Recreational Marihuana (Adult Use)
Voter approval of Proposal 18-1 on Nov. 6, 2018 resulted in the legalization of recreational marihuana for personal (adult) use and new business industry. Personal use is allowed state-wide; local municipalities cannot ban it. New recreational marihuana businesses (i.e. Growing, Processing, Retail, etc.) may be banned by local municipalities. During the July 16, 2019 City Commission workshop, City staff was directed to prepare an ordinance to allow for Recreational Marihuana businesses within the City of Battle Creek. This draft ordinance does not affect the legalization of residential use, possession, growing, or processing. More information on a future draft ordinance and public meetings will be coming soon. Here are the Recreational Marihuana State regulations and processes affecting both the residential use and the business industry.
Upcoming Public Meetings
- August 28: Planning Commission reviewing draft Zoning ordinance; provide recommendation to City Commission (date TBD)
- Location & Time: 4pm; 3rd Floor, Commission Chambers, City Hall; Downtown Battle Creek
- Staff report and related material can be found here:http://www.battlecreekmi.gov/387/Planning-Commission
- Questions/ Comments: contact Planning Dept. (269) 966-3320.
Effective Tuesday, February 20, 2018, the Battle Creek City Clerk began accepting applications for Medical Marihuana Facility Permits. The Medical Marihuana Facilities permit application packet includes an outline of the process to apply for and receive a City Medical Marihuana Facility Permit, a provisioning center pick list, and the permit application. This application also appears on the City Clerk Business Licenses web page.
Contact the Clerk's Office with application questions, 269-966-3348. Contact Planning staff with questions about the ordinance, processes, or requirements, 269-966-3320.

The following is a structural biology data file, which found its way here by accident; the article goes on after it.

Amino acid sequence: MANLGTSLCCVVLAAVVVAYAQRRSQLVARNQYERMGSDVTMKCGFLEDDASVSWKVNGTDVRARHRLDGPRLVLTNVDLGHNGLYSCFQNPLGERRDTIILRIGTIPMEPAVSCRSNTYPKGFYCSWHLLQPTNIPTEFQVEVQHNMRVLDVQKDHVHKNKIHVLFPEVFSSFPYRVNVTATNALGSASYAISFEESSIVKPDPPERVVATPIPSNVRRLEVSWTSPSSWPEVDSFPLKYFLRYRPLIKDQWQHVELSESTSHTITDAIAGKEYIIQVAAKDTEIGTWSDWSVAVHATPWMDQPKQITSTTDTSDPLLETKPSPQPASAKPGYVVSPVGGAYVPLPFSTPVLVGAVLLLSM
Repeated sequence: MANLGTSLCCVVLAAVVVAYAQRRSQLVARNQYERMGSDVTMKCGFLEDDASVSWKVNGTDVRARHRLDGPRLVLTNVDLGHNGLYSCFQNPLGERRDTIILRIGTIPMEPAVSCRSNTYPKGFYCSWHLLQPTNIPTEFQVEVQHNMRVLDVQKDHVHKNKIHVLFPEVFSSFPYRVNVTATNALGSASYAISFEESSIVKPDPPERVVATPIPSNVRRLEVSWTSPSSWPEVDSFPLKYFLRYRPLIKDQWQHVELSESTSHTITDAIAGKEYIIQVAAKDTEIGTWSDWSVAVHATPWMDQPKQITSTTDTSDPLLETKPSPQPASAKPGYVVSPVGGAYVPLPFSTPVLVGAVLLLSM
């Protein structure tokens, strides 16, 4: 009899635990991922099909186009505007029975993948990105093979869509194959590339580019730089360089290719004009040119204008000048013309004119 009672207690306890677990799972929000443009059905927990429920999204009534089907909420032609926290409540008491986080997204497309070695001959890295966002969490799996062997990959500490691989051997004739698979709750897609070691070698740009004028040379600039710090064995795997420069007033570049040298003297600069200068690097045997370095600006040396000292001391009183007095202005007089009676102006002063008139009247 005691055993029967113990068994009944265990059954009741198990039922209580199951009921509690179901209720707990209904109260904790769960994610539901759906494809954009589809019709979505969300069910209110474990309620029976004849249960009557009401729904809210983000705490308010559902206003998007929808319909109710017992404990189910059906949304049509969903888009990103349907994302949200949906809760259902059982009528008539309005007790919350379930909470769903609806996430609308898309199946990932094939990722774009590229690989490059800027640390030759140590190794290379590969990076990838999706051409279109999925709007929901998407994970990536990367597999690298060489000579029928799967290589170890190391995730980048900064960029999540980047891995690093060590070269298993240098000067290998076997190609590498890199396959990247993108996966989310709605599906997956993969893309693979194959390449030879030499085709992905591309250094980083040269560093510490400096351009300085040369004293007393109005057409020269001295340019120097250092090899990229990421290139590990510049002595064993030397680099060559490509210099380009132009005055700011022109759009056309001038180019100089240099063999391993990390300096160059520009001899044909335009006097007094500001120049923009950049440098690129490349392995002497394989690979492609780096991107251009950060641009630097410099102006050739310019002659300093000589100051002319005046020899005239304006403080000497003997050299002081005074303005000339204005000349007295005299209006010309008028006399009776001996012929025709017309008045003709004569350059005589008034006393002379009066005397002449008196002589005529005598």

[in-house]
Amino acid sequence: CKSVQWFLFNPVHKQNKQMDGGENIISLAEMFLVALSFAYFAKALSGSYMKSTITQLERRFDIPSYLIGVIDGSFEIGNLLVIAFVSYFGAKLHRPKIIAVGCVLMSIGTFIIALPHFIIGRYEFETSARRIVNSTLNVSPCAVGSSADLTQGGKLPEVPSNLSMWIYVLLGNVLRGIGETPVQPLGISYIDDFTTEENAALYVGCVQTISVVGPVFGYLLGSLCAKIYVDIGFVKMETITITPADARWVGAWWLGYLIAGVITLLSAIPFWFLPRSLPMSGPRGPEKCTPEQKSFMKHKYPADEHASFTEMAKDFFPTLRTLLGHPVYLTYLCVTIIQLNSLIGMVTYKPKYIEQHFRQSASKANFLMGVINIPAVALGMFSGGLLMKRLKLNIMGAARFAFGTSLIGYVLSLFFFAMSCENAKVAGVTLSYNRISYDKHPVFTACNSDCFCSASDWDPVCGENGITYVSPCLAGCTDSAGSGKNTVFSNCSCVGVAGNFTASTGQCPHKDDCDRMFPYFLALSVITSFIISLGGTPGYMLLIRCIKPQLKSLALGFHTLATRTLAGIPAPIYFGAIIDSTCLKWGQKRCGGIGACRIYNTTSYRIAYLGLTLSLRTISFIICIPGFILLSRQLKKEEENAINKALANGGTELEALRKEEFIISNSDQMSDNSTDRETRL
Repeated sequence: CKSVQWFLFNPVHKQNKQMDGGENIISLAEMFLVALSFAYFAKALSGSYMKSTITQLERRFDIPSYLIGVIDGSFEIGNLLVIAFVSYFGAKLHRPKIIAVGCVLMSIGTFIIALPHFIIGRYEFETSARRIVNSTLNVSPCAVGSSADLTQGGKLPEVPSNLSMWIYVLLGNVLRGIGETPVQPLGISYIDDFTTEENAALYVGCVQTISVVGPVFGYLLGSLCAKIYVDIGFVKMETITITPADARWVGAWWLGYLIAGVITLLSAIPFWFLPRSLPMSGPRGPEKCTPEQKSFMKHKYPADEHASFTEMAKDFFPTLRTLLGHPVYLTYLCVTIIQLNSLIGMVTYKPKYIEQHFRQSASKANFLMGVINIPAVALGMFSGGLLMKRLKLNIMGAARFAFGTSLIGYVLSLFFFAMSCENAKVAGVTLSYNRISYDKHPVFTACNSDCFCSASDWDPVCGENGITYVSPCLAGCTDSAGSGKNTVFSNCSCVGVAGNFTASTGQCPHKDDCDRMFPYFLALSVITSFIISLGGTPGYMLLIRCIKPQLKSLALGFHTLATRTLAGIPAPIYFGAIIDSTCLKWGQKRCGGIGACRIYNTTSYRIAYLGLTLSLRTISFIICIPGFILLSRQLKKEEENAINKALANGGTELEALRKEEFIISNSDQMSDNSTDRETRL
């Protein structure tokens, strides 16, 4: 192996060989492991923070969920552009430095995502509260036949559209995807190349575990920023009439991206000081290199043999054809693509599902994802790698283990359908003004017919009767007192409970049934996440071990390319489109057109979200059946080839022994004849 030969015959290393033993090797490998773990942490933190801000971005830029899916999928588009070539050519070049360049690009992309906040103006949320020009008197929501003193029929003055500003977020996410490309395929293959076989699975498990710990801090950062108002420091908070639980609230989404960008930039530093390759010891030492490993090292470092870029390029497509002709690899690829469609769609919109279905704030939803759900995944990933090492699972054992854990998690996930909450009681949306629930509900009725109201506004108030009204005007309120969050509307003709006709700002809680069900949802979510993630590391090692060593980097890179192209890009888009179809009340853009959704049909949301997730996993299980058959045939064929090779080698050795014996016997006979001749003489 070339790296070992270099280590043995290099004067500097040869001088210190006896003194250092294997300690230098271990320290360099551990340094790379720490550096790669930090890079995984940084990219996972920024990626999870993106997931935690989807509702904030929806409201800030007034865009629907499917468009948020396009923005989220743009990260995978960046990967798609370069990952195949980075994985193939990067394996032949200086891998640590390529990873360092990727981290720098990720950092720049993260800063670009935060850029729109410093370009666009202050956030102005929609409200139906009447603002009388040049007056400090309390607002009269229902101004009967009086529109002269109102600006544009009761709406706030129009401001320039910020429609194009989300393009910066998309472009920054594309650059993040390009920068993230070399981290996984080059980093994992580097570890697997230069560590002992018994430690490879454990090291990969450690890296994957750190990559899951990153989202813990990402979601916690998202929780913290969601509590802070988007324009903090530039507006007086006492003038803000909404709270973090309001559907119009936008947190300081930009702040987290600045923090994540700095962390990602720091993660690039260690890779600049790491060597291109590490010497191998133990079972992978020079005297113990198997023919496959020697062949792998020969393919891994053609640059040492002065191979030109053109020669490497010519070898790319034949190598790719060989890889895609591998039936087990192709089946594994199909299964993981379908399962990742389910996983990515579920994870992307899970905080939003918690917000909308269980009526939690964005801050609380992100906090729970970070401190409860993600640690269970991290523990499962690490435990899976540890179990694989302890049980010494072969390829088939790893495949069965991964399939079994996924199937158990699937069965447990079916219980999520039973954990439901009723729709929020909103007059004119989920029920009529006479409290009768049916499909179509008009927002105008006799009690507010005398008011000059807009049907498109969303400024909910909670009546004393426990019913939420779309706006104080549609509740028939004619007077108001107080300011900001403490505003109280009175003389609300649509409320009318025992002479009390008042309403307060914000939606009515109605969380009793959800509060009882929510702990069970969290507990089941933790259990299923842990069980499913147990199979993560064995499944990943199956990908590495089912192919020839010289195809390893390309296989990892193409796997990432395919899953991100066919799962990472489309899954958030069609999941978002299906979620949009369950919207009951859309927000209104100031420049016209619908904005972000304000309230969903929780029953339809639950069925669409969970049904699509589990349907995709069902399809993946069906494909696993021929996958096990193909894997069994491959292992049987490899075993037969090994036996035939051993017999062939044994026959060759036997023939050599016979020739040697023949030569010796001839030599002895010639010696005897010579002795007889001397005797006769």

Feb. 6, 2018 - The City Commission unanimously approved two Medical Marihuana ordinances 1.) Chapter 833 and 2.) Chapter 1230-1299 at Battle Creek's online ordinances.
The passing of these ordinances allows all five state-licensed medical marihuana facilities to be established in the City of Battle Creek: 1) growing; 2) processing; 3) testing; 4) transporting and storing; and 5) selling. See maps at bottom of page showing potentially eligible properties. Only state-licensed caregivers and patients may purchase medical marihuana.
A new City Medical Marihuana Facilities permit and fee is required, as well as a subsequent City Site Plan Application and building/trade permits. All applicants must be pre-qualified by the state prior to filing a City Medical Marihuana Facilities permit application. There are no caps on the number of licenses, and there is no deadline to submit a Medical Marihuana Facilities permit application.
The application, linked above, should be submitted in person to the Clerk's Office at City Hall, 10. N. Division St., either by the applicant or his/her state-licensed attorney.
Zoning regulations - rules & permits
Based on the community survey showing support of all five MMFLA uses and direction from the Planning Commission & City Commission, the new regulation establishes permits, processes and enforcement all five MMFLA uses in the city.
Required Permits and Licenses (Generally)- To operate any of the five MMFLA uses in the City of Battle Creek, the following will be required:
1. Approved State License
2.Issued City Medical Marihuana Permit (when complies with new zoning regulations and applicable building codes)
3. Site Plan Approval (If applicable)
4. Building / Trade Permits
Medical Marihuana facility types